Obtaining valid consent in endoscopy - An important aspect of patient care and patient safety

Journal of Metabolic Syndrome

ISSN: 2167-0943

Open Access

Obtaining valid consent in endoscopy - An important aspect of patient care and patient safety

Joint Event on 3rd International Conference on ENDOCRINOLOGY AND METABOLIC SYNDROME & 12th International Conference on ABDOMINAL IMAGING AND ENDOSCOPY

June 28-29, 2018 Amsterdam, Netherlands

Rotimi Jaiyesimi

Basildon and Thurrock University Hospital NHS Foundation Trust, UK

Scientific Tracks Abstracts: J Metabolic Synd

Abstract :

Introduction: Endoscopy covers a wide range of procedures, diagnostic and therapeutic. These are interventions that require the patients’ consent. However, the settings where the decisions take place vary and in practice this may affect the quality of the consent process. Consent is central to the patient-doctor relationship and it is essential that the clinician provides the patient adequate information about the procedure and the potential risks to enable the patient to make an informed decision. Clinicians owe this ethical duty to the patient and when breached may result in litigation or poor patient experience. This presentation expounds the importance of adequate counselling and consenting process in adult patients who have capacity. The author is mindful that practices may differ from country to country and how much information is considered adequate but holds the opinion that there should no significant national/international variation. The presentation will discuss recent court rulings in the United Kingdom (Montgomery v Lanarkshire Health Board [2015] UKSC 11) and the impact on consenting. Discussion: The decision to perform an endoscopic procedure may be taken in an out-patient setting and consent may be taken at this visit, providing the patient time away to reflect on the discussion and decision. The picture is different in one-stop or rapid assessment endoscopy clinics where the decision to perform the procedure is taken and the procedure performed. The latter scenario does not provide the patient the opportunity of a cooling off period to think about the options before them. It also does not allow for adequate counselling prior to obtaining adequate or appropriate consent. Endoscopic procedures do carry frequently occurring and serious risks. Failure to provide patients with details of alternative therapies, the nature of the investigation or operation to be performed or to warn patients of these risks leaves clinicians open to litigation and patient dissatisfaction. Processes to promote the understanding of endoscopic procedures by attendees at one-stop clinics or patients attending outpatient clinics should be put in place. These include the use of patient information leaflets and the provision of a cooling off period unless in emergencies. Time allocated for each patient in clinic settings also have an impact on the quality of the information provided and the opportunity for patients to discuss their concerns. Consideration should be given to quality over quantity by healthcare providers. A nouvelle approach is the setting up and the use of ‘consenting clinics’. Good Practice: Patients must be provided with adequate information about investigations and treatment options open to them. The use of patient information leaflets provides additional resources to help patients understand. Obtaining consent on the day of the operation opens clinicians to legal claims when complications occur following procedures. This practice should be avoided where possible. Conclusion: Obtaining valid consent in endoscopy is an important aspect of patient care and patient safety. Processes should be put in place to ensure patients are fully counselled and in a position to provide informed consent.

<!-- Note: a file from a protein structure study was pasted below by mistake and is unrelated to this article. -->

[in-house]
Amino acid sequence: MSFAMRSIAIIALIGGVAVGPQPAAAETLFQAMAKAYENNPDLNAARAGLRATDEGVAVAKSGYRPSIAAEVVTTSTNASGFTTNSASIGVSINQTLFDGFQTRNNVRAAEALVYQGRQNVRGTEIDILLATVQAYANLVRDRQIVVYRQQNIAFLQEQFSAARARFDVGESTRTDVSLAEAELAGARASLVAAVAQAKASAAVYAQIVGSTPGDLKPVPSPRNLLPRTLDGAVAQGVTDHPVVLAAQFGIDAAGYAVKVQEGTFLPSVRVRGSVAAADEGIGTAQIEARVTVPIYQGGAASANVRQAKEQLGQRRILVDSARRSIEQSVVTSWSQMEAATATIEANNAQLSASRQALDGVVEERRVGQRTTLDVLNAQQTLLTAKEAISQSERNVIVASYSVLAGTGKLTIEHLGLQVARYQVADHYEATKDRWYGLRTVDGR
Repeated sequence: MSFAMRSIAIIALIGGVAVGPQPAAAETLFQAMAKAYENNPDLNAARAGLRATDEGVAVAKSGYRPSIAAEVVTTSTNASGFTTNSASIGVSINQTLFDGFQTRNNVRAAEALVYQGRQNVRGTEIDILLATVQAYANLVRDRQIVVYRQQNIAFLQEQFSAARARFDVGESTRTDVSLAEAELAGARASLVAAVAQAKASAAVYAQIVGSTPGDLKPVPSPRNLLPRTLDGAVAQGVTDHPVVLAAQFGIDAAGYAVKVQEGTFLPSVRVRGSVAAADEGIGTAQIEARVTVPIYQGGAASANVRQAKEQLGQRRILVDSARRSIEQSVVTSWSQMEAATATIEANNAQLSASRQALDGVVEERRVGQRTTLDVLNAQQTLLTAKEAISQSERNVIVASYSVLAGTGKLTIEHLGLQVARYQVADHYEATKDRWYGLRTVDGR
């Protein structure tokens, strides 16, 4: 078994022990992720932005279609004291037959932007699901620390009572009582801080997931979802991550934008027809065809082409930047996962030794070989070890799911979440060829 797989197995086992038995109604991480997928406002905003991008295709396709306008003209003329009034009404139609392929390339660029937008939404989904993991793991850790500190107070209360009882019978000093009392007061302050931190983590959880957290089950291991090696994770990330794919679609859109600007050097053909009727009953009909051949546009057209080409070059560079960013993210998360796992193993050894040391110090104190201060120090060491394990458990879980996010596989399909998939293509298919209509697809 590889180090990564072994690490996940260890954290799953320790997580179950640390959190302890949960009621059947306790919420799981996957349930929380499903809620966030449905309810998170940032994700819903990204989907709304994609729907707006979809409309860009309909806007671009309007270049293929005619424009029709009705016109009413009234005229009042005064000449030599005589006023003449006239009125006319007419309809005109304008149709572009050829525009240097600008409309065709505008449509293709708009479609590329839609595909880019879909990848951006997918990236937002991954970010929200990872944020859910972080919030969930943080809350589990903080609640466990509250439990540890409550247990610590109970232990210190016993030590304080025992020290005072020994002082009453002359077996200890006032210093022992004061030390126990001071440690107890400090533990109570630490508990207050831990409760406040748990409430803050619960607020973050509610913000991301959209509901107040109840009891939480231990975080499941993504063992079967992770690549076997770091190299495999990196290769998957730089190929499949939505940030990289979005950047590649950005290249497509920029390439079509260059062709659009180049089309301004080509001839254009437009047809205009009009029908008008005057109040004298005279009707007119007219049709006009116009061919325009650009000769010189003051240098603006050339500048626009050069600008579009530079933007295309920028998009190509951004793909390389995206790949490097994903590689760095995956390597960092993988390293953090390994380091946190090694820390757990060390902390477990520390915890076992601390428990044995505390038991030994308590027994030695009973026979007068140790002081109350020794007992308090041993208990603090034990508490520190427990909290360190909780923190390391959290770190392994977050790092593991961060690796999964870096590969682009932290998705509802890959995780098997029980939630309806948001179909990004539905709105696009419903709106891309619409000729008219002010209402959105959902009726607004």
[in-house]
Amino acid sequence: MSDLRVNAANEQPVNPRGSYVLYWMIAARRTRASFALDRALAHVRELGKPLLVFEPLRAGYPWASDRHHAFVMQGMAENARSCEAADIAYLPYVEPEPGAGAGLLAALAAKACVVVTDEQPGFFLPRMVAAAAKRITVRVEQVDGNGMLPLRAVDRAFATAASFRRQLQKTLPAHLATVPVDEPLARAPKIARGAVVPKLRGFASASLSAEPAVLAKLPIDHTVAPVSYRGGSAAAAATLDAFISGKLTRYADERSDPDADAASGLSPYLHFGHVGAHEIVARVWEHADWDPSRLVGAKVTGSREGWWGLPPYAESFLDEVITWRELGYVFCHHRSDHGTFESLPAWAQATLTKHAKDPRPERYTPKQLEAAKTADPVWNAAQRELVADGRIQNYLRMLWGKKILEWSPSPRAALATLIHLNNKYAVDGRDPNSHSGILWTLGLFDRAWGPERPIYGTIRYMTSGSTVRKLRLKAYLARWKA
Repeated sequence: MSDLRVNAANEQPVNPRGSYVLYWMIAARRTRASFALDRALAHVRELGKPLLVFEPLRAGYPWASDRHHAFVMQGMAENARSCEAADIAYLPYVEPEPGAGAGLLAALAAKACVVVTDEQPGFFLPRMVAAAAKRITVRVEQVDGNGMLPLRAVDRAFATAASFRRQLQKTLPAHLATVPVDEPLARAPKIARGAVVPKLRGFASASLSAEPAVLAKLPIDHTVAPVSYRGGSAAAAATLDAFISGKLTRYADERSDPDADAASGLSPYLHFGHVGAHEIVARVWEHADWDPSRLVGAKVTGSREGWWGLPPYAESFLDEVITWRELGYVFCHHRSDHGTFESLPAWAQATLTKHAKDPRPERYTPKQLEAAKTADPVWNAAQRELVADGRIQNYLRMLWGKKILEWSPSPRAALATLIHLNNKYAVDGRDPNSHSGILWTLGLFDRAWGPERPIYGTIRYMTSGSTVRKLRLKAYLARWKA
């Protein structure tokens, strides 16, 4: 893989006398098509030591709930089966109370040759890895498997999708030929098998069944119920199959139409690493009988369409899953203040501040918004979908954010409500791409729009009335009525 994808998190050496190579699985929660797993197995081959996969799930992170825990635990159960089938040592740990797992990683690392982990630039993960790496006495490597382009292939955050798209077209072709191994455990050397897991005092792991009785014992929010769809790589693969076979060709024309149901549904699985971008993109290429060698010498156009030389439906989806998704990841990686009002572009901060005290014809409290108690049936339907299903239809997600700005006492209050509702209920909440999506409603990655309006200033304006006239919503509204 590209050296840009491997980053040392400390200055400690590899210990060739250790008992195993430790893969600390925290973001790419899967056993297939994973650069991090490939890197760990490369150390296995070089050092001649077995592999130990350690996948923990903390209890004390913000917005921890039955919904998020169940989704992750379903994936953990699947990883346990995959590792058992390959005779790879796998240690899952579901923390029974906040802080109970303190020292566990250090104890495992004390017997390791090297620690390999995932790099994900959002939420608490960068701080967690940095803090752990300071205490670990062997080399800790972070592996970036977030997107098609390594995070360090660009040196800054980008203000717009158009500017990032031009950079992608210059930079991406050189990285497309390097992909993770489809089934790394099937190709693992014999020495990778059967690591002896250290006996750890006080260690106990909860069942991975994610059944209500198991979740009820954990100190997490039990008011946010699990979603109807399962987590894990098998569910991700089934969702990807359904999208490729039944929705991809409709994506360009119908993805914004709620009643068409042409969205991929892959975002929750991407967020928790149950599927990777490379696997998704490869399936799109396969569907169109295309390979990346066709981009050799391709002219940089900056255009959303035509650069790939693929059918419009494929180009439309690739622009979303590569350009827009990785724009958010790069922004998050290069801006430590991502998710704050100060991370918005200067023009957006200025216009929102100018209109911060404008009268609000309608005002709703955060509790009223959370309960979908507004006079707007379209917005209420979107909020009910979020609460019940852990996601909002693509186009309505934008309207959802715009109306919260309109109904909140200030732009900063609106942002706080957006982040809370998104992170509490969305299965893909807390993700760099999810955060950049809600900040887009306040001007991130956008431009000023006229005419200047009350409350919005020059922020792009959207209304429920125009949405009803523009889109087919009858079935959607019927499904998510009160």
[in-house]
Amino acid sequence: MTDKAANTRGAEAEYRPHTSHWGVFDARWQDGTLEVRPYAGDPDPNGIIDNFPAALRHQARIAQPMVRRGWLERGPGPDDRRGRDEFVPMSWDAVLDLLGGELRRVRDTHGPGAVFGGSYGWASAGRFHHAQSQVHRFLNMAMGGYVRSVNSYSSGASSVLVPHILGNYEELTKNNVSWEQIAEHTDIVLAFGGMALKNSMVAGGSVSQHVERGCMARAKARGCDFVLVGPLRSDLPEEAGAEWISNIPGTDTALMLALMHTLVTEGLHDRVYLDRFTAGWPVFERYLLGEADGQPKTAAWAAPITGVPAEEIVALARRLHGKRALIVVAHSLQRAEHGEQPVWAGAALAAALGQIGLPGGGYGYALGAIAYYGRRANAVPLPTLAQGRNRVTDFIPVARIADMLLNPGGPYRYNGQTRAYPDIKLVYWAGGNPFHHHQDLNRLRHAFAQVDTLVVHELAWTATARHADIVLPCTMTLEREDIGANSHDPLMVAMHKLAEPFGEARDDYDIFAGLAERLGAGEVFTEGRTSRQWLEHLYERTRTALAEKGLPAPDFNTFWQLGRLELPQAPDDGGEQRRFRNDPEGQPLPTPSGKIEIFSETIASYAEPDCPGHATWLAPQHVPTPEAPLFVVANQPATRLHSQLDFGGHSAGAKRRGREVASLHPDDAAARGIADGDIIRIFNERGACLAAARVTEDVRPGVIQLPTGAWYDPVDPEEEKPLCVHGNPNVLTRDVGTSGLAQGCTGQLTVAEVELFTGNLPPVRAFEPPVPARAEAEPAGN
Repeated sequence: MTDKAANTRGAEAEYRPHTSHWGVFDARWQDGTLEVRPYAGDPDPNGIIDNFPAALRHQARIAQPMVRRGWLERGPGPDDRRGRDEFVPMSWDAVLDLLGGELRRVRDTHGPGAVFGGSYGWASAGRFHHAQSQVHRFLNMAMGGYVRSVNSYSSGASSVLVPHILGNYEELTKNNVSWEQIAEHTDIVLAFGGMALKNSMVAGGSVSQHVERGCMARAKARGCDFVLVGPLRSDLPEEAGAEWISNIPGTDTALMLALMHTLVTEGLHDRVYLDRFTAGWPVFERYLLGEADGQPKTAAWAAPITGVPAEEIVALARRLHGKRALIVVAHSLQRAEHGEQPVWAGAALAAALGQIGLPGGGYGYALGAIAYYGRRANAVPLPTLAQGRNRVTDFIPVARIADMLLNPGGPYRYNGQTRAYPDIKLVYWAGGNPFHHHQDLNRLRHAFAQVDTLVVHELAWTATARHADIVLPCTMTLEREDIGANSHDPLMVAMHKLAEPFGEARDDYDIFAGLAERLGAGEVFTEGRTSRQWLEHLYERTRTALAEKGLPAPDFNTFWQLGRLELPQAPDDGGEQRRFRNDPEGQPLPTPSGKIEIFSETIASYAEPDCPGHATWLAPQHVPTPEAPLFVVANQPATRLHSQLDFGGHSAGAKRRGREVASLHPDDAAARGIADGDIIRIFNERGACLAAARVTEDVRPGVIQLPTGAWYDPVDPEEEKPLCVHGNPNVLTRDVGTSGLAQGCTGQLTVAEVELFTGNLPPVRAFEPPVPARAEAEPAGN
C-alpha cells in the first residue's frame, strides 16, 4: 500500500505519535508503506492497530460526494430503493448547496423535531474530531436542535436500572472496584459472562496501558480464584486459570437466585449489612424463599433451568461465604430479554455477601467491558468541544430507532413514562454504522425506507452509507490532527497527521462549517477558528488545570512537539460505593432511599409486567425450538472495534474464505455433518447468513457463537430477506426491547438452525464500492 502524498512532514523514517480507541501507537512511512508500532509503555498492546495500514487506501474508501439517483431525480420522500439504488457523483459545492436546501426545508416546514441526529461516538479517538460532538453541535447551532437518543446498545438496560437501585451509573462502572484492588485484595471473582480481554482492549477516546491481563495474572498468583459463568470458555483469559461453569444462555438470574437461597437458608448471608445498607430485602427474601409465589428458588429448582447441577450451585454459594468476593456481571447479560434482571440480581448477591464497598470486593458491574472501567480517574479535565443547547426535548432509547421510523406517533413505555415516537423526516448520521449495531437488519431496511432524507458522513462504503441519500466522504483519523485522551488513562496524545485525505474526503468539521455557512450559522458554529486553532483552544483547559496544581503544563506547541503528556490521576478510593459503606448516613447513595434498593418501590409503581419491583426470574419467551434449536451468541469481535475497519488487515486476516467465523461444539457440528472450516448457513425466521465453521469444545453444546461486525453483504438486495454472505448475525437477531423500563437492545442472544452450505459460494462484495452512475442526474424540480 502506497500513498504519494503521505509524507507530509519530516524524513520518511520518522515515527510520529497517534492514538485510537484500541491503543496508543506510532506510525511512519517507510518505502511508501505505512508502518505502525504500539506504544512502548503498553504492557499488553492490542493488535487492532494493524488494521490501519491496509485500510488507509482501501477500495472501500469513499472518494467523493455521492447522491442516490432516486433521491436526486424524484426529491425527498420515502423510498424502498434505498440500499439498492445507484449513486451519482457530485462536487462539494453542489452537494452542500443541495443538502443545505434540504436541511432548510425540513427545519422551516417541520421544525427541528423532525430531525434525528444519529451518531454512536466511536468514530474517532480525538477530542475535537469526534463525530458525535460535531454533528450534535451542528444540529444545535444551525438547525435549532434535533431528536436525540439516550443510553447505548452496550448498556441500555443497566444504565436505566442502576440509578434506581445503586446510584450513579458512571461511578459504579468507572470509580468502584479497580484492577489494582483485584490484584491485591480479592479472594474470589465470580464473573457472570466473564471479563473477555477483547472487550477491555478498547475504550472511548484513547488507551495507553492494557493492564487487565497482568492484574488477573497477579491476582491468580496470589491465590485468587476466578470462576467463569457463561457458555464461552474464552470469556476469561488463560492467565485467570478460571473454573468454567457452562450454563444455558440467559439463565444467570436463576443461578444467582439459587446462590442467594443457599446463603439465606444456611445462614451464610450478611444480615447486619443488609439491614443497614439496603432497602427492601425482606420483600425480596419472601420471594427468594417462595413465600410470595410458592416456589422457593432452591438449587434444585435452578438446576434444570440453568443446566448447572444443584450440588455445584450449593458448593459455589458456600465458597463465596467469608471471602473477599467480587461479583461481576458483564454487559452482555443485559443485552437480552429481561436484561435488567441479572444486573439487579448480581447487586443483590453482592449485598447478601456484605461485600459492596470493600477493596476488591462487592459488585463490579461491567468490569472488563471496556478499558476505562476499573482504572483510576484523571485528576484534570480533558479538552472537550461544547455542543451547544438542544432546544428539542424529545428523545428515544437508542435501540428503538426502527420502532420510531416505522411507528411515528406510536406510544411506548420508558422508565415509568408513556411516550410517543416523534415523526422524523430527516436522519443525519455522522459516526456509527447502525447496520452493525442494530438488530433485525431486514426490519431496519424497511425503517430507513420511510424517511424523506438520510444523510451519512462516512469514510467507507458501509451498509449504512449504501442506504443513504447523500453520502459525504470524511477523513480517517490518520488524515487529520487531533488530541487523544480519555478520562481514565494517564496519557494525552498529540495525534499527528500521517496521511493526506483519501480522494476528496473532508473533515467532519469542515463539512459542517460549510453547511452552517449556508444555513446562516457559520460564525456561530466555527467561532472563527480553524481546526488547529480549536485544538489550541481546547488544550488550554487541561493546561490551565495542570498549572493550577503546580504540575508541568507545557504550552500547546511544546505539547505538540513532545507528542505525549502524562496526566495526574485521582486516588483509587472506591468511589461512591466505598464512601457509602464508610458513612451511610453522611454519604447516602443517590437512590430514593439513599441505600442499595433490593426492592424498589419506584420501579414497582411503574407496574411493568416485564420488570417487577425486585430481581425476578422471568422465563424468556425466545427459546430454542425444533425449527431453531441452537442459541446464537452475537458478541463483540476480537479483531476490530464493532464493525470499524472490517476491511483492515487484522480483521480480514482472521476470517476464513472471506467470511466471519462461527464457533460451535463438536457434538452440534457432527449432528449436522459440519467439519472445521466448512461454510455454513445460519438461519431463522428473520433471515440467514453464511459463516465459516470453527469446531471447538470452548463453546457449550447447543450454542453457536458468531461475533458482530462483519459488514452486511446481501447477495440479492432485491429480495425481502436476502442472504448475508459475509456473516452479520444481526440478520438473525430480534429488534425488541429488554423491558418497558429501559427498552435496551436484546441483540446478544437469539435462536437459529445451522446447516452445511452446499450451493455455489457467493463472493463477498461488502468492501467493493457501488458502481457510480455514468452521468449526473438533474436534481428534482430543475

Biography :

Rotimi Jaiyesimi graduated from the University of Ibadan in 1978 and has worked in Nigeria, Ireland, Saudi Arabia and the United Kingdom. He is currently the Associate Medical Director for Patient Safety at Basildon University Hospital, Essex, Visiting Professor at the Faculty of Applied Sciences, University of Sunderland and the Faculty of Law, University of Ibadan. He is a Fellow of the West African College of Surgeons and of the Royal College of Obstetricians and Gynaecologists. He has served on the General Medical Council Fitness to Practice panel, the Royal College of Obstetricians and Gynaecologists in various capacities, and the National Institute for Health Research. He is a trainer for the National Mortality Review program. He has contributed to the advancement of medicine through his many publications and lectures delivered nationally and internationally. He is passionate about the safety of patients and global health. He is a recipient of numerous awards including the Health Service Journal National Award.



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Citations: 48

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